Spain's constitutional crisis is an alarm for investors

Eugenia Jiménez
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Spain's constitutional crisis is an alarm for investors

Spain’s constitutional crisis, triggered by Catalonia’s push for independence, is an alarm call for global investors who need to ensure they are properly diversified across asset classes, sectors and regions, in order to mitigate the risks of the fall out of this and other key geopolitical events and also – crucially – to take advantage of significant opportunities that they simultaneously present.

It is likely to cause a significant destabilising effect on the Eurozone’s fourth largest economy – indeed, growth forecasts for Spain have already been cut for 2018.

Naturally, this can be expected to have an adverse knock-on effect on the economies of the wider Eurozone and put considerable pressure on the euro.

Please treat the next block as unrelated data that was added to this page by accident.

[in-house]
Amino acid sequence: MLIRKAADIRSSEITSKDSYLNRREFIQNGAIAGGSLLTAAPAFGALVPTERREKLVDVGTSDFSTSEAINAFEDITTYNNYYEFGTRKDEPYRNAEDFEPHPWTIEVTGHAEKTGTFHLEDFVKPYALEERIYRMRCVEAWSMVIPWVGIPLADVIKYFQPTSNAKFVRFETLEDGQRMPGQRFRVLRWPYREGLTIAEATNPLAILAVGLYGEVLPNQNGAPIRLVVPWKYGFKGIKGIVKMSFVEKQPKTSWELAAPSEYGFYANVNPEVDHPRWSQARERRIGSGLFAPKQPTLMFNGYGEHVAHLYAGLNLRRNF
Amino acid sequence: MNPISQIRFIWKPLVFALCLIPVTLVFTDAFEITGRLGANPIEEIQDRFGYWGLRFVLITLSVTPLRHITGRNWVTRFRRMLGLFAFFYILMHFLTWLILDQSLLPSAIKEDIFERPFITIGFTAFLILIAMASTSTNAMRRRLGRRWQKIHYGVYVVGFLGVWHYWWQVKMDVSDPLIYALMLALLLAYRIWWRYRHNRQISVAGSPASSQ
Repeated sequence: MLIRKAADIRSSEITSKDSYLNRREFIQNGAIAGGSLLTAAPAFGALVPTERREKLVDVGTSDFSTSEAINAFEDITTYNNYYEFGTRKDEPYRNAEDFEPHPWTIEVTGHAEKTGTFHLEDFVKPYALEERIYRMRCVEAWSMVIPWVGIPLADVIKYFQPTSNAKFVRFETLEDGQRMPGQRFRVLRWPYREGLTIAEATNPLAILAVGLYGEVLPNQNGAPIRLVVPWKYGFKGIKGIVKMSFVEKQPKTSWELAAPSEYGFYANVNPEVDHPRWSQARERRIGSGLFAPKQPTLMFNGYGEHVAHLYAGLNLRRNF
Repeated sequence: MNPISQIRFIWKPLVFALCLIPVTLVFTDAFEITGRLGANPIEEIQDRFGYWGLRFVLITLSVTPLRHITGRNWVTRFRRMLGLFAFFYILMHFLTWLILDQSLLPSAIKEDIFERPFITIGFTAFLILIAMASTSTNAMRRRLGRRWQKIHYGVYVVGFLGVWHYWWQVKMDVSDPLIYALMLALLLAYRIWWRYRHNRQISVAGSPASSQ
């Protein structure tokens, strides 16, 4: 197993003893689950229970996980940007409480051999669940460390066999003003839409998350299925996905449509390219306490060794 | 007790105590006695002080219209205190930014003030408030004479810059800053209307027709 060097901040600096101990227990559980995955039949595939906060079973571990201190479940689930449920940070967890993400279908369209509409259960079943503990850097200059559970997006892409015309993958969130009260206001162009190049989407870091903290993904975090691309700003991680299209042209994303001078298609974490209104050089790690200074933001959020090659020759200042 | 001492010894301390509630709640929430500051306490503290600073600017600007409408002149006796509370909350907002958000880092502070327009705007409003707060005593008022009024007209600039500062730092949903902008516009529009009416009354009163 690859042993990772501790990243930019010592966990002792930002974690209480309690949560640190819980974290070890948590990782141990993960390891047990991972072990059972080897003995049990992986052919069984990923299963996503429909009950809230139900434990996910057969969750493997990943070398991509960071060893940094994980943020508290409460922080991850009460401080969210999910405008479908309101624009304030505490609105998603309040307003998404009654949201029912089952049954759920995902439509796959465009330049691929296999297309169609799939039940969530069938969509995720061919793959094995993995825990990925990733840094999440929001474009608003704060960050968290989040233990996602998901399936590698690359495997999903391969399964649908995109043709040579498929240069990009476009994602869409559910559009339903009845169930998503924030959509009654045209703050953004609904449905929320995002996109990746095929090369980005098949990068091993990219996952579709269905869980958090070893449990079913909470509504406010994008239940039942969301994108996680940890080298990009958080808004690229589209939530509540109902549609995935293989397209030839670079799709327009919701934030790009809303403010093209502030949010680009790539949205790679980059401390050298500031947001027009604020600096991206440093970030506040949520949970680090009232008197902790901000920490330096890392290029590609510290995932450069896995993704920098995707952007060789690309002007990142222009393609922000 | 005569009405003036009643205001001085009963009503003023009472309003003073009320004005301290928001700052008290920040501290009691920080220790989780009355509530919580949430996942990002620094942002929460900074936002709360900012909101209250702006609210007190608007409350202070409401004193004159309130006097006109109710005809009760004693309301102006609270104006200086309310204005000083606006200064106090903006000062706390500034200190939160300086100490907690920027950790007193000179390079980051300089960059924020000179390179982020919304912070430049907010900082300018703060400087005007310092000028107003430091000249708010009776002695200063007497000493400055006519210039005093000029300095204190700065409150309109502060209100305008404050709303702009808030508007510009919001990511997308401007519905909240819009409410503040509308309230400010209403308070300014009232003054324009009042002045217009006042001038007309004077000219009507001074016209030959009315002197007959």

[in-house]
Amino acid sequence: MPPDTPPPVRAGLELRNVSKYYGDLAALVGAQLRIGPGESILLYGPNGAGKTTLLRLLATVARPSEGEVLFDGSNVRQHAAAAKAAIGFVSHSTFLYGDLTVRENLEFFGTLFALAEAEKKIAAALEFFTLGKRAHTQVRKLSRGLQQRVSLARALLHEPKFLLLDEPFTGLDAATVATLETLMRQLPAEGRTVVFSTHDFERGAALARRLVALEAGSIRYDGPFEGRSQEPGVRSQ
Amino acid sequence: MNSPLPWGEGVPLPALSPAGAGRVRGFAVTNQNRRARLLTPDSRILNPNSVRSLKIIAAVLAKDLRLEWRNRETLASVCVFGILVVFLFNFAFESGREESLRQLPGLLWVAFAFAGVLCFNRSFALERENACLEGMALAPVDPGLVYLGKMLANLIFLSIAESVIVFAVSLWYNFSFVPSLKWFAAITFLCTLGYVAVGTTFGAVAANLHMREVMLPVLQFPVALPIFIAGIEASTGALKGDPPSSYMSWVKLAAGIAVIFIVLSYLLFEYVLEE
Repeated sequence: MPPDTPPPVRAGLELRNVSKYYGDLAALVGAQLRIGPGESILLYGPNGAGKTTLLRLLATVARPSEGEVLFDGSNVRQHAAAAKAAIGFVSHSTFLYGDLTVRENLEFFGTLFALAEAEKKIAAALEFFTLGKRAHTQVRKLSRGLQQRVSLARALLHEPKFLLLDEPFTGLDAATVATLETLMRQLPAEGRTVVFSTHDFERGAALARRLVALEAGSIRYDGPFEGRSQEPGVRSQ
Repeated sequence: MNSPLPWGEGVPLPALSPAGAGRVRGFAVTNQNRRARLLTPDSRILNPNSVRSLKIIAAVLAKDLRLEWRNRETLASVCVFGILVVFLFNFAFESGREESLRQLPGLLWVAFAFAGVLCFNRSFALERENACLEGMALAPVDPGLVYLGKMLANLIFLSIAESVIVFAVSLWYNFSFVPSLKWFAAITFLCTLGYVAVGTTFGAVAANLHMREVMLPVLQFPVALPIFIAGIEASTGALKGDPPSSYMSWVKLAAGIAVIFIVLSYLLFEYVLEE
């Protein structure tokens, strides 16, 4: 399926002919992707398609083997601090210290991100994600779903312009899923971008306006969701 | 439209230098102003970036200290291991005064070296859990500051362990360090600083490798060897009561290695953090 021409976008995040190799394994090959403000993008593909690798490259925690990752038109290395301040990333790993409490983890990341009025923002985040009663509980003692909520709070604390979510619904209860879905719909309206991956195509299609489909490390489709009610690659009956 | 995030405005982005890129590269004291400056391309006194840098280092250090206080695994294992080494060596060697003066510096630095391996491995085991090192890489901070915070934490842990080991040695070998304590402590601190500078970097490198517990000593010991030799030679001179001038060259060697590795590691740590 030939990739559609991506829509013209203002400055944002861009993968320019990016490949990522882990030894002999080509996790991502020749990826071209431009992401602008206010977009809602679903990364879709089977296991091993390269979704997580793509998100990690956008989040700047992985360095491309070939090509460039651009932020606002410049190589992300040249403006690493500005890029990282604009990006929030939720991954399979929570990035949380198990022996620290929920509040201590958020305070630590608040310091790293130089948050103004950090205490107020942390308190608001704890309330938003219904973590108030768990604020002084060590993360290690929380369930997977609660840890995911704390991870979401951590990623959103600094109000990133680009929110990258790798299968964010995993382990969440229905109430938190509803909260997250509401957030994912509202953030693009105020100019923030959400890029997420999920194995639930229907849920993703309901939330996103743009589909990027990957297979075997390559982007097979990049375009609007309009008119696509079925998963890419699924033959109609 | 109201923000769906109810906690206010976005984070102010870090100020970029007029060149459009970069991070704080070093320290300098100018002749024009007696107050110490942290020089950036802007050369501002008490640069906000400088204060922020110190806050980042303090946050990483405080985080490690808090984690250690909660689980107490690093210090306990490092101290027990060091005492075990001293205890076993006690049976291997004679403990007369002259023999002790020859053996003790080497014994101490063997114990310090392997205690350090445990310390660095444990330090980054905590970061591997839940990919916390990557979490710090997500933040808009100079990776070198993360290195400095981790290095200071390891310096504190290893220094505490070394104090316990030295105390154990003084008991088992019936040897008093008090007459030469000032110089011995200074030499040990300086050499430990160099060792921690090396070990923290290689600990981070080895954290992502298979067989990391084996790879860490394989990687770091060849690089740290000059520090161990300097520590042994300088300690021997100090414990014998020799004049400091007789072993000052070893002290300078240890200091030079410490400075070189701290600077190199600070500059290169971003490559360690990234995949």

There are legitimate concerns that the Catalan separatists’ ongoing campaign would also likely trigger other areas to vote for independence from the EU, which will exacerbate the issues.

A considerably heightened game of cat and mouse between Barcelona and Madrid has been started – and this could have far-reaching economic consequences in the short and longer term.

In the short term there will be ongoing and increasing uncertainty which is likely to create turbulence in the domestic and regional financial markets.  In the longer term, if Catalonia splits, Spain’s economy – Europe’s fourth largest – could lose 20 per cent of its revenue.  Plus the process could adversely affect investment into both Spain and Catalonia.

The Catalonia independence crisis could push Spain’s recent economic progress back. This would inevitably weaken the wider eurozone’s economic stability by pushing the bloc into another era of grinding uncertainty.

Nigel Green is founder and CEO of the deVere group.

 

 

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